As a junior in high school, I took a college anatomy class, and discovered I had a natural aptitude for the science of the human body. I soon learned about different medical fields, and decided that my dream would be to someday become a Certified Nurse Midwife.
Fast forward fifteen years, an LDS mission, marriage and three kids later, and I had decided to put my nursing degree on the back burner while I focused on being a stay-at-home mom. I was still just as passionate about birth, but had accepted that I couldn’t do much of anything to support birthing women until my kids were older and I could finish school.
Enter the bizarre suggestion to become a doula. See, before this point, any time I heard the word “doula”, it was surrounded by this mystical idea of hippy-crunchy, anti-science mumbo jumbo, and I wasn’t having any of that. I decided to do what I do best when I want to learn about something, and I started to do some thorough research. I learned a lot. Through my subsequent study, and the decision to go ahead and receive the training, I discovered that doulas were about as diverse as the women they support. Some are nurses or medical assistants. Some are nutritionists, personal trainers or massage therapists. Some use herbs, oils and alternative medicines. Many are moms. And the diversity is the point, because this way there is “a doula for everyone who wants one”.
Over the next several months, I attended mentoring meetings, networking events and interviews with other doulas and birth workers. I discovered how useful I really could be, even before earning a medical degree, to birthing women of all kinds. I became more and more educated about patient rights and informed consent, and about the gap between medical research and hospital compliance. I came to see the real need for women to support women as guides through one of the most challenging, but beautiful experiences a woman can ever have. I learned that the way birth happens has a lasting impact on a woman’s mental health, and even her relationships with her children. I learned about the value of birth education, and giving every woman the opportunity to understand her options.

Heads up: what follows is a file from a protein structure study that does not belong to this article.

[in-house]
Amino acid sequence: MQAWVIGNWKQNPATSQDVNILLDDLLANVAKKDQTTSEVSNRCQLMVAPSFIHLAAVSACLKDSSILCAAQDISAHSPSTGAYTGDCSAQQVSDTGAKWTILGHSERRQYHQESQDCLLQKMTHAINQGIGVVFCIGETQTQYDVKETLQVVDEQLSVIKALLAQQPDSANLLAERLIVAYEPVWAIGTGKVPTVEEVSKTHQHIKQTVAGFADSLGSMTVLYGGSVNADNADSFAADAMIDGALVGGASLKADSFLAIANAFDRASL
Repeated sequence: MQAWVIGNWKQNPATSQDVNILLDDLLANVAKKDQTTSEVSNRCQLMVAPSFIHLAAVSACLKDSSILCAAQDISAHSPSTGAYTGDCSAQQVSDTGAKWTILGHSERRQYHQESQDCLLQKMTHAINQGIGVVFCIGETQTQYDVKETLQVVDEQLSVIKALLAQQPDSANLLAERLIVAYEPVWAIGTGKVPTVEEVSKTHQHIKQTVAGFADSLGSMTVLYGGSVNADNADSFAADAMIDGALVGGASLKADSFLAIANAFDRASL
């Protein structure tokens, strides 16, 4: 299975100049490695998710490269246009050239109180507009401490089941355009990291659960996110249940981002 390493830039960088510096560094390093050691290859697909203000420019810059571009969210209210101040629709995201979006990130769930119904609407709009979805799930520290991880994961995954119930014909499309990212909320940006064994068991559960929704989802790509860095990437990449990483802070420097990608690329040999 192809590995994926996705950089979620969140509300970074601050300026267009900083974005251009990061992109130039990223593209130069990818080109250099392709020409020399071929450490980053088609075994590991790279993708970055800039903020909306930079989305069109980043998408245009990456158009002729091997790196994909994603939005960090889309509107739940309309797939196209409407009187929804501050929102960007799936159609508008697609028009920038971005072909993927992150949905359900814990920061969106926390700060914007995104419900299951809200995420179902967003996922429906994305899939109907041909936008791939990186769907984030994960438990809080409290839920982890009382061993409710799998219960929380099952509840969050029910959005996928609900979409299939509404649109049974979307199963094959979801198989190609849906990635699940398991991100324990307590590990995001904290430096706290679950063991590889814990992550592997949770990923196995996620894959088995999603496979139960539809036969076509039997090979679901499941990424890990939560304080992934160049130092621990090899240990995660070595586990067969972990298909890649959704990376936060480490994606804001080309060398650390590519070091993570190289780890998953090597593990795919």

A fire was kindled inside of me that impelled me to push forward, become an entrepreneur, and open my very own business as a birth doula. It has been a wild ride, and I have learned so much. Since my training I have been privileged to assist several women in achieving positive births, and I don’t plan on slowing down any time soon. Although I gave birth to my fourth child just under a year after my training, I’m working more than ever to provide the kind of unbiased, evidence-based support that women truly need. My dreams to become a nurse midwife are still alive and well, but while I’m a stay-at-home mom to my kids as they grow, working part time as a birth doula has been an excellent way to gain education and experience in the birth community.
Think I’d be a great addition to your birth team? Contact me to schedule your free consultation today!